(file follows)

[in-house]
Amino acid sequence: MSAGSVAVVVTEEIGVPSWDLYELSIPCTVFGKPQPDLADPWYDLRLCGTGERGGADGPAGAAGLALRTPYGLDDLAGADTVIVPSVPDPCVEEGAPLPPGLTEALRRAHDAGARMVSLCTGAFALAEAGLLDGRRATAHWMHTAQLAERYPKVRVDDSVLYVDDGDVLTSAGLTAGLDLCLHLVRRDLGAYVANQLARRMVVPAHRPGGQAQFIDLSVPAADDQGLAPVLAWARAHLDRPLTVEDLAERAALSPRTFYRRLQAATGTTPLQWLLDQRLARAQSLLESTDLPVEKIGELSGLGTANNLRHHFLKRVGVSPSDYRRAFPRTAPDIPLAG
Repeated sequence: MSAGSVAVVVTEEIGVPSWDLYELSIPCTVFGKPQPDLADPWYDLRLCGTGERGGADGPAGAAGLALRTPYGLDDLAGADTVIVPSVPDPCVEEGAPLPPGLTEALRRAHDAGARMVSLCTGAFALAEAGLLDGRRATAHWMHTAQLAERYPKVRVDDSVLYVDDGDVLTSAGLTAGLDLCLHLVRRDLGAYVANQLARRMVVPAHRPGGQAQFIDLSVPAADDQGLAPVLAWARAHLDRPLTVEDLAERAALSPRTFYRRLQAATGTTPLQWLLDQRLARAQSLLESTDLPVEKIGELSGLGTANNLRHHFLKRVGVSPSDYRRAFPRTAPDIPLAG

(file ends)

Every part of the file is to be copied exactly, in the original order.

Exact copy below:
[in-house]
Amino acid sequence: MSAGSVAVVVTEEIGVPSWDLYELSIPCTVFGKPQPDLADPWYDLRLCGTGERGGADGPAGAAGLALRTPYGLDDLAGADTVIVPSVPDPCVEEGAPLPPGLTEALRRAHDAGARMVSLCTGAFALAEAGLLDGRRATAHWMHTAQLAERYPKVRVDDSVLYVDDGDVLTSAGLTAGLDLCLHLVRRDLGAYVANQLARRMVVPAHRPGGQAQFIDLSVPAADDQGLAPVLAWARAHLDRPLTVEDLAERAALSPRTFYRRLQAATGTTPLQWLLDQRLARAQSLLESTDLPVEKIGELSGLGTANNLRHHFLKRVGVSPSDYRRAFPRTAPDIPLAG
Repeated sequence: MSAGSVAVVVTEEIGVPSWDLYELSIPCTVFGKPQPDLADPWYDLRLCGTGERGGADGPAGAAGLALRTPYGLDDLAGADTVIVPSVPDPCVEEGAPLPPGLTEALRRAHDAGARMVSLCTGAFALAEAGLLDGRRATAHWMHTAQLAERYPKVRVDDSVLYVDDGDVLTSAGLTAGLDLCLHLVRRDLGAYVANQLARRMVVPAHRPGGQAQFIDLSVPAADDQGLAPVLAWARAHLDRPLTVEDLAERAALSPRTFYRRLQAATGTTPLQWLLDQRLARAQSLLESTDLPVEKIGELSGLGTANNLRHHFLKRVGVSPSDYRRAFPRTAPDIPLAG